Monday, February 18, 2019

Spider's Web: Daredevil Piecing

I've been puzzling over this complex repeat design. It's quite
a successful example of what makes pieced quilts so appealing.

I did find the design in BlockBase:  #1306 Spider's Web from the Laura Wheeler pattern syndicate in the 1930s. They (whoever the artists really were) were so good at creating secondary designs.

Here's the pattern sheet with their shading ideas.

I exported #1306 from BlockBase to EQ8 and recreated
the pink and red shading in the old quilt.

The original had 49 blocks, a grid of 7. Here it is at 25.

The quiltmaker pretty much followed "Laura's" shading idea.

My first thought in looking at piecing this is that it's Daredevil Piecing.
Not only do you have to get the 8 seams to meet in the center, you
have to get 8 seams to meet in the corners.

I think I'll just draw it. You can piece it.
I thought I'd try to emphasize the star, the secondary pattern.

First by making the major pattern two shades of light

Then two shades of dark.
Well, see what you can do.

Print this out on an 8-1/2" x 11" sheet and you'll have a pattern for a 12" block.
You can make templates or use it as a triangular paper foundation. For paper foundations
you'll need to print 4 copies. The construction is just like the Stars in Her Crown blocks
we're doing at my Material Culture blog.

Virginia says she would do it this way. Make strips (maybe wider top and bottom strips).
Then cut pie shapes to make an octagon?
Add corners?
Still have to get 8 seams to meet in center and corners.
Not a problem for Virginia.

Missed it by that much.

Monday, February 11, 2019

Turkeys, Hens & Bears

I found this photo of a great top online a few years ago.

Here's a block in the nine-patch pattern.

Turkey Tracks from the Ladies Art Company about 1890.
BlockBase also says Resolutions from the syndicated Nancy Page column in the 1930s...

which is a variation on BlockBase #1883...

 a far more popular design that's been published a lot.

Ruth Finley called it Duck's Foot in the Mud in 1929
or Hand of Friendship. The Ladies Art Company called it Bear's Foot.
Then there's Cat's Paw from Nancy Page 
(I get the feeling Nancy is making up these names.)

It's been an Amish favorite, hence the German name Batsche.

Many versions survive from 1890-1920,
probably inspired by the Ladies' Art Company design.

Here are variations on the nine patch idea from BlockBase.

More triangles and it's Premium Star

Premium Star, again from the Ladies Art Co.

The XYZ club used it as an album block in 1927

Perhaps Southern with that characteristic 9 patch and triple sash set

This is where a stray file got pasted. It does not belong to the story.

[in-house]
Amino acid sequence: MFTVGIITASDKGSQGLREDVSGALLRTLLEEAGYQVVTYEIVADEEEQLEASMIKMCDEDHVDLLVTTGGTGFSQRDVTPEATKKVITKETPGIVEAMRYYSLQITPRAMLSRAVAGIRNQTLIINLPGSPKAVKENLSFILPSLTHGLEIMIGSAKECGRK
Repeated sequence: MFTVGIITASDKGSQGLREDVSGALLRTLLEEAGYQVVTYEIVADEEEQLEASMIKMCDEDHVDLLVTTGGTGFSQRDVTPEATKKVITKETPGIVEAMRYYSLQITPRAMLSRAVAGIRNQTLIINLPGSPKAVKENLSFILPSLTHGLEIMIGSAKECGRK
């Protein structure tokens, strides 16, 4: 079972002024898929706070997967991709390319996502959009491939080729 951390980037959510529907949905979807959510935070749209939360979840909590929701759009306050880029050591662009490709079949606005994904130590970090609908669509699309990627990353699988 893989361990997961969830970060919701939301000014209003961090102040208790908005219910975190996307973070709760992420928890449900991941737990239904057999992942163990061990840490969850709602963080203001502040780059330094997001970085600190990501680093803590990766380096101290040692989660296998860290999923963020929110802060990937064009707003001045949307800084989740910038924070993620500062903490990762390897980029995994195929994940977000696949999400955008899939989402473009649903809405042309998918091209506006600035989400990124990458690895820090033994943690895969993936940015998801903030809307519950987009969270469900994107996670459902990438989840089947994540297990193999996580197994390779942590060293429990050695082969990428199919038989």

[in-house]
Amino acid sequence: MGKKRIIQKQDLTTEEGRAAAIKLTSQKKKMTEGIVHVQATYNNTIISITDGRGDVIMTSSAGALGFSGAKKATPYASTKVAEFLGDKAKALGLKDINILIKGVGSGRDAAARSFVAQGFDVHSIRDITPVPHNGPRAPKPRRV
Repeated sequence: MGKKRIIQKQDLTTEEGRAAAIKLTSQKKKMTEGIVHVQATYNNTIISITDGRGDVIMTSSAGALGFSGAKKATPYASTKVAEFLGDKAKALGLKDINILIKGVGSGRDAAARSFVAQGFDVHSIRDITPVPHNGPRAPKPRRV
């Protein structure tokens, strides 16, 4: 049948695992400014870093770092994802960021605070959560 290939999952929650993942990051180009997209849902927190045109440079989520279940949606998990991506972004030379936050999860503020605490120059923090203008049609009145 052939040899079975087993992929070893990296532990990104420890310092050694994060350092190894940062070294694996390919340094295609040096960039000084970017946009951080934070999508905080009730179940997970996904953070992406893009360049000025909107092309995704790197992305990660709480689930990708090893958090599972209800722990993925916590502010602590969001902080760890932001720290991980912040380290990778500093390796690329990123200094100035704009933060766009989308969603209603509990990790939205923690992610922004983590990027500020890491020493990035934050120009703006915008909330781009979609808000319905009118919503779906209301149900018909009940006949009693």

and solid colors (fading unfortunately.)

And one more variation, also from the Ladies Art: Hens & Chickens

But I still like the Turkey Tracks with the tall triangles the best.

A QuickQuilt from BlockBase

Monday, February 4, 2019

Wreath Blocks from Hospital Sketches

Periwinkle Wreath, Hospital Sketches 
Janet Perkins

We've started a new applique Civil War Block of the Month pattern over at my Civil War Quilts blog. Last Wednesday's post gave the pattern for the first block in Hospital Sketches: A wreath named for Louisa May Alcott, Periwinkle Wreath (her early pen name was Tribulation Perikwinkle).

See the post about LMA and the pattern here:

Becky Brown and I designed the applique as a joint project. The Hospital Sketches blocks are based on the most popular designs seen in Civil-War-era albums and this circular pattern is certainly one of the top ten. We modified the traditional design by basing the floral on a five-lobed periwinkle.

Antique block pictured in a Spool Cotton catalog from the 1940s,
 probably from Florence Peto's collection

I looked at a lot of wreaths and found the most typical structure features four florals at the north/south axes, with leaves and/or buds in the corners. Fits nicely in a square block.

You don't often see the flowers in the corners,
Here's a 20th-century pattern.
Really doesn't fill the block as well.

1945 pattern called Colonial Tile Quilt from
Chatelaine magazine.

Now that fills a block!
Becky teaches a class in how to make traditional applique your own design
so she filled some empty space here beautifully.

A vintage sampler ---all wreaths.

The Hospital Sketches applique is all about addition and subtraction.
Becky adds, but you could subtract.

Dated 1852, from Molly at Fourth Corner Antiques
Toss those buds and just do five leaves in each corner
Marie Webster called it Conventional Rose Wreath in 1915

Or three leaves. Isn't modernism all about minimalism?

Applied geometry, a wonderfully orderly version recorded by
the Massachusetts project and the Quilt Index.

So how old is the appliqued wreath design?
I have several photos from the earliest album samplers with
dates from 1842 - 1844.

A wreath of leaves is the center feature of this 1844 signature quilt from Medford, New Jersey that was in my dear friend Louise Townsend's collection, now in the Briscoe Collection at the University of Texas.

Quilt from the Fish Family, D.A.R. Museum,
dated 1843

The conventional applique wreaths were possibly inspired by the fashion for cut-out chintz wreaths that flourished in the area about the same time.

Classic from an 1845 Baltimore album style sampler,
auctioned at Jeffrey Evans a few years ago.

Sarah Christiann Rauch, Greencastle, Franklin County, Pennsylvania, 1849
Collection of Colonial Williamsburg

The flowers are on the north/south points in the blocks,
which are set on point.
Greencastle is on the Pennsylvania/Maryland border.

Mary J Champlin's, seen above, is one of the earliest block repeats--- 1852..
Her place name Plymouth (Illinois, Indiana ....?)

Add and subtract.